Plants as sessile organisms have evolved several mechanisms to fulfill any type of nutrient deficiency. The roots and other aerial parts of the plant act as an extension for various signaling cascades to form a nexus to adapt to nutrient stress. miRNAs being an important component of this nexus, have been found to be riboregulatory in regulation of nutrient sensing, transport and assimilation, such as miR395 and miR399 for S and P, respectively. In plants, though lesser number of miRNA gene clusters exist, existence of miR399 and miR395 clusters reflect the occurrence of gene duplication events during evolution. This may be the reason for the coordinated regulation of these miRNAs under nutrient deficiency in plants. Though, a large number of nutrient deficiency responsive miRNAs have been identified, role of these miRNAs in regulating the nutrient stress needs to be studied. To elucidate various components and networks involved in nutrient homeostasis in plants, there is need to study different regulatory aspects (Figure 2) in detail. Future studies required in these areas are summarized below.
FIGURE 2. Future perspectives in regulation of nutrient uptake/transport and assimilation in plants. The figure illustrates the role of various factors in maintenance of nutrient uptake, assimilation and transport. The post-transcriptional and epigenetic modifications have driven the nutrient sensing, uptake and transport in the plants. However, new perspectives in the nutrient regulation such as miRNA-PEPs (miPEPs), circular RNAs (circRNAs), and micro RNA (miRNA) target mimicry are required to generate more information about the pathways and regulators of nutrient homeostasis in plants. The information acquired in these areas will eventually lead to better nutrient acquisition and utilization by the crop plants. The square boxes are the known factors whereas the factors in circular/oval boxes represent the knowledge voids (questions marks) that need further investigation in near future. The arrows represent the relationship between the interconnected events.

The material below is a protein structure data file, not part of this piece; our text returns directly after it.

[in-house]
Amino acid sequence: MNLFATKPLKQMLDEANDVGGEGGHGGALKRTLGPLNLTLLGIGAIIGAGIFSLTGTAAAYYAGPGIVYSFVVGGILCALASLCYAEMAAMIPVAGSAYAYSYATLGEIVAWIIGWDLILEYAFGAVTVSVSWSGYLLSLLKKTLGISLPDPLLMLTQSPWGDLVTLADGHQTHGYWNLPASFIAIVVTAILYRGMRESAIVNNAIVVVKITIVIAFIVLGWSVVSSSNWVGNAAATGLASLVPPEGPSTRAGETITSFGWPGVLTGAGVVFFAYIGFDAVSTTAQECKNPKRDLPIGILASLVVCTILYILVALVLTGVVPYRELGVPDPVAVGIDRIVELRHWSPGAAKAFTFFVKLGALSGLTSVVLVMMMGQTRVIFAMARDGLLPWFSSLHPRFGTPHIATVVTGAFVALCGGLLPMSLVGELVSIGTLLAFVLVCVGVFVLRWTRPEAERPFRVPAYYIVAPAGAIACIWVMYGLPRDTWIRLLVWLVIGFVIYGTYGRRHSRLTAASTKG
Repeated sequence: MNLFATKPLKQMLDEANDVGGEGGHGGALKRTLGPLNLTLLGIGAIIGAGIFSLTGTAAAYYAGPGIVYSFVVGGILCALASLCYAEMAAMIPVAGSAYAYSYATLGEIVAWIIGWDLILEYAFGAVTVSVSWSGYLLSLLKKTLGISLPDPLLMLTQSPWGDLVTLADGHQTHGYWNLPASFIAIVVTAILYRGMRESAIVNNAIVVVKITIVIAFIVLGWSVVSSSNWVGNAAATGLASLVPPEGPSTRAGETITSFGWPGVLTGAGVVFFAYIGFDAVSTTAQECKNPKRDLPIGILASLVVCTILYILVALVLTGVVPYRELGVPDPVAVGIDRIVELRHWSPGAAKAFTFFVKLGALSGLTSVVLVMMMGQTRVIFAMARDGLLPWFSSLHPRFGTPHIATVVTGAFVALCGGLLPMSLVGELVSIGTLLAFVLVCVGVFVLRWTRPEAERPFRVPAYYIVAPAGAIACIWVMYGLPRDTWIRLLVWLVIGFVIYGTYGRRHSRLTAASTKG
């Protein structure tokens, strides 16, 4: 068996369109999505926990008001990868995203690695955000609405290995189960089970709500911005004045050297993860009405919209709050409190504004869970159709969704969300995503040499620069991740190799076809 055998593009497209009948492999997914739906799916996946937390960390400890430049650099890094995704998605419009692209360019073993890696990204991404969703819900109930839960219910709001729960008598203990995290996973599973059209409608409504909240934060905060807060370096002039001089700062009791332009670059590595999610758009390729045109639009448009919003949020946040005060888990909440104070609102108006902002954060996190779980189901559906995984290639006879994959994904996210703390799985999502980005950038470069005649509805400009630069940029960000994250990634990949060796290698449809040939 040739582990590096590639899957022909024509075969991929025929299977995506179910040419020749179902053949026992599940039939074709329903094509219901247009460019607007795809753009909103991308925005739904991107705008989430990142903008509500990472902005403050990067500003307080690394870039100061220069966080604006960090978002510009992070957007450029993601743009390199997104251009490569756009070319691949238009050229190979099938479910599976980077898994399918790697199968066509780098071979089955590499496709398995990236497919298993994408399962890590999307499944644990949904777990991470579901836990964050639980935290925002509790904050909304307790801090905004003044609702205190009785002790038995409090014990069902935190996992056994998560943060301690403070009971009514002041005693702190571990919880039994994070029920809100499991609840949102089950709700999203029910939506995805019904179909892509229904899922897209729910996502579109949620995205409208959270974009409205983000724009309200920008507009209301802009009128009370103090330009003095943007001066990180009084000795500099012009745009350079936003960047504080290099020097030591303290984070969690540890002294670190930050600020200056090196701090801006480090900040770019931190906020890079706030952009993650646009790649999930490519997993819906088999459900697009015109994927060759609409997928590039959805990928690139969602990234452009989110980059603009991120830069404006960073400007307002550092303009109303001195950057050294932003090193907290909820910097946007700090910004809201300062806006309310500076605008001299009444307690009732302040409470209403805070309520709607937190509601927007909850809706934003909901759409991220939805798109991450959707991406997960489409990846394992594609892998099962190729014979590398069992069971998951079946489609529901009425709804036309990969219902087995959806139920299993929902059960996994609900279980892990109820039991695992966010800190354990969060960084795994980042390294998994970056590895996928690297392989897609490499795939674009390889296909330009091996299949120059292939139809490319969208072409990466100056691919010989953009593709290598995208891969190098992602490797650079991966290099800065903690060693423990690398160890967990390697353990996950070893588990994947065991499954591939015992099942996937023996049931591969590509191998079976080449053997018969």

Apart from genetic regulation of gene expression, the epigenetic regulation also occurs in plants to counter nutrient deficiency as well as sufficiency. Studies have identified that alteration in chromatin structure and methylation pattern govern environmental adaptability in plants under nutrient deficiency (Sirohi et al., 2016). It has been reported that miRNAs also regulate gene expression via DNA methylation. For example, miR165/166 regulate the expression of target genes by DNA methylation (Bao et al., 2004). Thus, investigation of epigenetic control during nutrient deficiency can offer clear and insightful information about the plant adaptability toward environmental constraints.
The recent study in the field of plant interactome suggested an insight into the global organization of various biological processes that constitute a community network of different hypothetical functional links between proteins and pathways (Arabidopsis Interactome Mapping Consortium, 2011; Reichel et al., 2016). Such studies are required to establish sRNA-protein and protein-protein interaction networks to understand sRNA-mediated regulation and dynamic rewiring of processes such as nutrient sensing, uptake, transport, assimilation, and interactions occurring in plants.
In-depth sequencing of sRNA libraries and target gene analysis under single or multiple nutrient stress might help in the better understanding the cohort of sRNA-mediated stress responses in plant. Identification and characterization of endogenous target mimics for nutrient responsive miRNAs may provide deeper understanding about nutrient acquisition and utilization in plants. Recently, miRNA-PEPs (miPEP) have been shown to regulate a number of miRNAs (Lauressergues et al., 2015; Couzigou et al., 2016). It will be interesting to study whether such miPEPs are encoded by MIR genes responsive to nutrient deficiency and play role in nutrient homeostasis. The circular RNAs (circRNAs), a product of back-splicing of precursor mRNA; interfering eukaryotic processes by interference of splicing and transcription and also titrates miRNAs has been reported to regulate and reshape the gene expression (Lu et al., 2015; Wang and Wang, 2015; Chen, 2016). Thus, a combination of various different approaches using high throughput technologies could help us uncover the master regulators and deregulators of plant nutrient stress.